dawn. It has already been seen that the wild North Pacific peoples recognise in their hero and demiurge animals of various species; dogs, ravens, muskrats, and coyotes have been found in this lofty estimation, and the Utes believe in "Cin-au-av, the ancient of wolves." It would require some labour to derive all the ancient heroes and gods from misconceptions about the names of vast natural phenomena like light and dawn, and it is probable that Michabo or Manibozho, the Great Hare of the Algonkins, is only a successful apotheosised totem like the rest. His legend and his dominion are very widely spread. Dr. Brinton himself (p. 153) allows that the great hare is a totem. Perhaps our earliest authority about the mythical great hare in America is William Strachey's Travaile into Virginia.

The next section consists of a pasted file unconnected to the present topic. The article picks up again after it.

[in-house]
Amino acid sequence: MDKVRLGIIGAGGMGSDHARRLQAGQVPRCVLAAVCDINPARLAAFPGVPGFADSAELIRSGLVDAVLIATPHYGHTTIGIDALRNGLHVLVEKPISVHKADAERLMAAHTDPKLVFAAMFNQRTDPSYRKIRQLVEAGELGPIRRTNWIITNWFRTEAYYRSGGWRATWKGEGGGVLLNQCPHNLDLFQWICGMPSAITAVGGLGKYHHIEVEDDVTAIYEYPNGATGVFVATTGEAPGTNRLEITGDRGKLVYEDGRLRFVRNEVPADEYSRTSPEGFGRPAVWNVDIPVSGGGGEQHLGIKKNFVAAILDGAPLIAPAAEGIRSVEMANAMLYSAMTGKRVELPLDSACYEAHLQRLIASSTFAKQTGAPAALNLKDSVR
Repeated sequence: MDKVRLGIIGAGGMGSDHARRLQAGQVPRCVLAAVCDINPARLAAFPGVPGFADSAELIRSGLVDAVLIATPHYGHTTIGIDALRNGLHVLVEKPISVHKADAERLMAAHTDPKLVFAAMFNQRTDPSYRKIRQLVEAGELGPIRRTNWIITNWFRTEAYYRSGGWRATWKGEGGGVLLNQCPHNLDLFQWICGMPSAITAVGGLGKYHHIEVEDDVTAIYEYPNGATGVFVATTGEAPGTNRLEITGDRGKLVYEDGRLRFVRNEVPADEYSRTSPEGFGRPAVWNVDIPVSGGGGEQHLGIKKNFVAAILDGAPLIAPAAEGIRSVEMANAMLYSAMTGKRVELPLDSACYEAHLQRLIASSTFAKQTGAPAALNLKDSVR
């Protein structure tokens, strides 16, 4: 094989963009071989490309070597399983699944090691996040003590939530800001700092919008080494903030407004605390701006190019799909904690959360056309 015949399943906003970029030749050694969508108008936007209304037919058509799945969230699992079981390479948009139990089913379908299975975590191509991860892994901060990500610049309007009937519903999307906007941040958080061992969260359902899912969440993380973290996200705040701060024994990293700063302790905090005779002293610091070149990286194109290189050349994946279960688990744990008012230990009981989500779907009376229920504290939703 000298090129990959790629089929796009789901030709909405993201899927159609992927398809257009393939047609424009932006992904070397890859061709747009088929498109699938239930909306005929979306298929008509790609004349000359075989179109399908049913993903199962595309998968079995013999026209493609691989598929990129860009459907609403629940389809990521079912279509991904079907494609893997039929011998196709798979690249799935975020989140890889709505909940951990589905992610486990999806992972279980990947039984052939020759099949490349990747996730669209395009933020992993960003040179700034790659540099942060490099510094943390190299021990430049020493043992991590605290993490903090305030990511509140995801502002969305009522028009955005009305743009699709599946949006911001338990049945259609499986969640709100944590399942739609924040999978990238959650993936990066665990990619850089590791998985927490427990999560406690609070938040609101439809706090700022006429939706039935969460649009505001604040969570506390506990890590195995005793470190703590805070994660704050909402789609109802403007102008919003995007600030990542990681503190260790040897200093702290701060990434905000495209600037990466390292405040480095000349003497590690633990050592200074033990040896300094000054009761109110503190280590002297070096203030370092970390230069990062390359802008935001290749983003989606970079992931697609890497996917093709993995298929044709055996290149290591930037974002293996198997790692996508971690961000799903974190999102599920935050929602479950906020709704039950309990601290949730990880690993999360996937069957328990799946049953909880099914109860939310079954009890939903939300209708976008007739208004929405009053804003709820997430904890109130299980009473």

Among other information as to the gods of the natives, Strachey quotes the remarks of a certain Indian: "We have five gods in all; our chief god appears often unto us in the likeness of a mighty great hare; the other four have no visible shape, but are indeed the four wynds." An Indian, after hearing from the English the Biblical account of the creation, explained that "our god, who takes upon him the shape of a hare, . . . at length devised and made divers men and women." He also drove away the cannibal Manitous. "That godlike hare made the water, and the fish, and a great deare." The other four gods, in envy, killed the hare's deer. This is curiously like the Bushman myth of Cagn, the mantis insect, and his favourite
- Powell, in Bureau of Ethnology, 1879–80, p. 43.
- Circa 1610; reprinted by the Hakluyt Society.